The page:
John Darley is Warren Professor of Psychology at Princeton University, where he joined the faculty in 1968. Professor Darley is a former president of the American Psychological Society and recipient of numerous national awards, including the American Association for the Advancement of Science Socio-Psychological Essay Prize (with Bibb Latané), the Society of Experimental Social Psychology Distinguished Scientist Award, and the American Psychological Foundation Media Award for Distinguished Contributions in Communicating Psychology to the Public. He is also a Fellow of the American Academy of Arts and Sciences, the American Psychological Society, the American Psychological Association, and the Society for the Psychological Study of Social Issues.
Much of Professor Darley's research has focused decisions and actions that have moral components or implications (e.g., decisions about whether to punish someone for a transgression). Related to this, he is also interested in interpersonal power, how it plays out in social interactions, and how people attempt to manage others with incentive systems.
- Applied Social Psychology
- Causal Attribution
- Ethics and Morality
- Health Psychology
- Helping, Prosocial Behavior
- Interpersonal Processes
- Judgment and Decision Making
- Law and Public Policy
- Persuasion, Social Influence
- Prejudice and Stereotyping
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- Darley, J. M., & Cooper, J. (Eds.). (1998). Attribution and social interaction: The legacy of Edward E. Jones. Washington, DC.: American Psychological Association.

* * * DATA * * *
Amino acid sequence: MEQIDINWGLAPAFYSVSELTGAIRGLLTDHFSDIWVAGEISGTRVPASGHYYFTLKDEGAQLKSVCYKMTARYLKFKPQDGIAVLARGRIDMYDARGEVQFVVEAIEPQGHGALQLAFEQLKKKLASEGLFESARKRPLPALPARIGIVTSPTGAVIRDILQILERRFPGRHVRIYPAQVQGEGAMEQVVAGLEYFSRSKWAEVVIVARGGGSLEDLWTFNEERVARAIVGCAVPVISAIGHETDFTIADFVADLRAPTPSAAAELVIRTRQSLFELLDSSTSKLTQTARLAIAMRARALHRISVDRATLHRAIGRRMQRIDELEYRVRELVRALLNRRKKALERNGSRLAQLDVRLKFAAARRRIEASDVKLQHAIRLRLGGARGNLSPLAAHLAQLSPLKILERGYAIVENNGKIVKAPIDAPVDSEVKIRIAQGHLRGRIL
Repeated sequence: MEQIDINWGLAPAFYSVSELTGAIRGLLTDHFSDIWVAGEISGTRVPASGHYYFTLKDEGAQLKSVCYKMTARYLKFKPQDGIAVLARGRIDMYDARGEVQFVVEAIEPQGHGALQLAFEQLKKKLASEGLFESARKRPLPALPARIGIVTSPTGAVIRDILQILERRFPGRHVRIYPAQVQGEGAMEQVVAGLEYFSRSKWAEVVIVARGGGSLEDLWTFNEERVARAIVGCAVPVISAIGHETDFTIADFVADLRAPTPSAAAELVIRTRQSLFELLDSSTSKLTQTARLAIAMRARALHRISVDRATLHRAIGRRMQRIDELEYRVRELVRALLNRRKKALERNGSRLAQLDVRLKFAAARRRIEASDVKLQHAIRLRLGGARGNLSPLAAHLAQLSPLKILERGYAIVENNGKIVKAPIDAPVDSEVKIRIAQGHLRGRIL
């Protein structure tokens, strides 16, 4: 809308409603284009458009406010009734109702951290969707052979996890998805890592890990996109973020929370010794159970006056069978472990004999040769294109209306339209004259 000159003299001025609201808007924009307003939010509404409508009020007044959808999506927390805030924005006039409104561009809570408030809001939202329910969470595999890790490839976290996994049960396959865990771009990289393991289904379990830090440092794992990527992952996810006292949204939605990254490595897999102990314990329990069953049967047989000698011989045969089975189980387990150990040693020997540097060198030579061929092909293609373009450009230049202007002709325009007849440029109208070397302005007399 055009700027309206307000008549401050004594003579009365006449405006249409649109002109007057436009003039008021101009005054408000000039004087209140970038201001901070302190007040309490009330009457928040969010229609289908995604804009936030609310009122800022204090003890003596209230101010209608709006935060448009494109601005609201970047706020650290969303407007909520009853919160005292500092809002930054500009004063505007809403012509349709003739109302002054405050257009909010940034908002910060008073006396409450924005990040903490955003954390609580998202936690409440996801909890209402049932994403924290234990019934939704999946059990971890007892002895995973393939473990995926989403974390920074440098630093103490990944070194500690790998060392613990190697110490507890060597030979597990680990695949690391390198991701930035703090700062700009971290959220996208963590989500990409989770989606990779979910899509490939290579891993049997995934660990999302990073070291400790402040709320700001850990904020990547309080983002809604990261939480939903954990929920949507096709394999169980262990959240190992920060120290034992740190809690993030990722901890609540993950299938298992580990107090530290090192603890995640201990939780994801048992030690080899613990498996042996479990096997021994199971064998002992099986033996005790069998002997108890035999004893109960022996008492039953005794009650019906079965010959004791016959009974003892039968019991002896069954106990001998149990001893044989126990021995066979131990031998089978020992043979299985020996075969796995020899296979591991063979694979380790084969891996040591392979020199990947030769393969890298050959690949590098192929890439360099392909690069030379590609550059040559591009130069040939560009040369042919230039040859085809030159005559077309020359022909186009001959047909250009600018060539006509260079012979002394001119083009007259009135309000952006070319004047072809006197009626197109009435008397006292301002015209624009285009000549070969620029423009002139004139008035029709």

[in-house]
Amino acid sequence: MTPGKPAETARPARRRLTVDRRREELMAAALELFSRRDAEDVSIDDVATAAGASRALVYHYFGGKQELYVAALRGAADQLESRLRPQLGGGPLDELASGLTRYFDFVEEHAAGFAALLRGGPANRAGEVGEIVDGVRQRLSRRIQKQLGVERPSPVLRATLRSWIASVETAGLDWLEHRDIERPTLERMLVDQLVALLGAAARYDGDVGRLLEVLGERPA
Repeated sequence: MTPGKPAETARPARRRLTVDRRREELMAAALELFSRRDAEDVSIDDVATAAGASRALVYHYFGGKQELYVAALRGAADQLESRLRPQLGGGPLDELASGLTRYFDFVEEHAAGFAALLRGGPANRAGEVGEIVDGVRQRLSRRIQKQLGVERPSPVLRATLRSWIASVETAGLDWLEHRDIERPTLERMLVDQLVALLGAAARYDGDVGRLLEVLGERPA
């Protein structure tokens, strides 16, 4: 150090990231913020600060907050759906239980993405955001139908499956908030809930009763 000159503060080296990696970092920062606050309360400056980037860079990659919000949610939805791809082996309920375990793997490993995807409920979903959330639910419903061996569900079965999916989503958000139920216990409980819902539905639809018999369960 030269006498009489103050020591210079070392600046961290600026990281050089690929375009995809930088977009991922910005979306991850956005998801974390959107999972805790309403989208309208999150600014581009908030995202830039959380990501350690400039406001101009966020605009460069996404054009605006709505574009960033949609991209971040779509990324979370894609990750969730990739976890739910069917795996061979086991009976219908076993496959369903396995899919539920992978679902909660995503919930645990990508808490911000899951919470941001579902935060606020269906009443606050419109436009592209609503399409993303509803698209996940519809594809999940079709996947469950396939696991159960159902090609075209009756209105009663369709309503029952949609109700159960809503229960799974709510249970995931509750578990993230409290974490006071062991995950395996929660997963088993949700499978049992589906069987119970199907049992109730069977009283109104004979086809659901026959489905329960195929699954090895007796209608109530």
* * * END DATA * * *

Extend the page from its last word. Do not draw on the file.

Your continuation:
- Darley, J. M., Messick, D. M., & Tyler, T. R. (Eds.). (2001). Social influences on ethical behavior in organizations. Mahwah, NJ: Erlbaum.
- Darley, J. M., Zanna, M. P., & Roediger, H. L., III (Eds.). (2003). The compleat academic: A career guide (2nd ed.). Washington, DC: American Psychological Association.
- Latané, B., & Darley, J. M. (1970). The unresponsive bystander: Why doesn't he help? New York: Appleton-Century-Crofts.
- Robinson, P. H., & Darley, J. M. (1995). Justice, liability and blame: Community views and the criminal law. Boulder, CO: Westview Press.
- Carlsmith, K. M., Darley, J. M., & Robinson, P. H. (2002). Why do we punish? Deterrence and just deserts as motives for punishment. Journal of Personality and Social Psychology, 83, 284-299.
- Darley, J. M., Lewis, L., & Teger, A. (1973). Do groups always inhibit individuals' responses to potential emergencies? Journal of Personality and Social Psychology, 26, 395-400.
- Darley, J. M., & Pittman, T. S. (2003). The psychology of compensatory and retributive justice. Personality and Social Psychology Review, 7, 324-336.
- Kempton, W., Darley, J. M., & Stern, P. C. (1992). Psychological research for the new energy problems. American Psychologist, 47, 1213-1223.
- Robbenholt, J., Darley, J. M., & MacCoun, R. J. (2003). Symbolism and incommensurability in civil sanctioning: Decision makers as goal managers. Brooklyn Law Review, 68, 1121-1158.
- Robinson, P. H., & Darley, J. M. (2004). Does criminal law deter? A behavioural science investigation. Oxford Journal of Legal Studies, 24, 173-205.
- Robinson, P. H., & Darley, J. M. (2003). The role of deterrence in the formulation of criminal law rules: At its worst when doing its best. Georgetown Law Journal, 91, 949-1002.
- Sanderson, C. A., Darley, J. M., & Messinger, C. S. (2002). I'm not as thin as you think I am: The development and consequences of feeling from the thinness norm. Personality and Social Psychology Bulletin, 28, 172-183.
- Stone, J., Lynch, C., Sjomeling, M., & Darley, J. M. (1999). Stereotype threat effects on black and white athletic performance. Journal of Personality and Social Psychology, 77, 1213-1227.
- Advanced Social Psychology
Department of Psychology
Princeton, New Jersey 08540-1010
- Phone: (609) 258-4433
- Fax: (609) 258-1113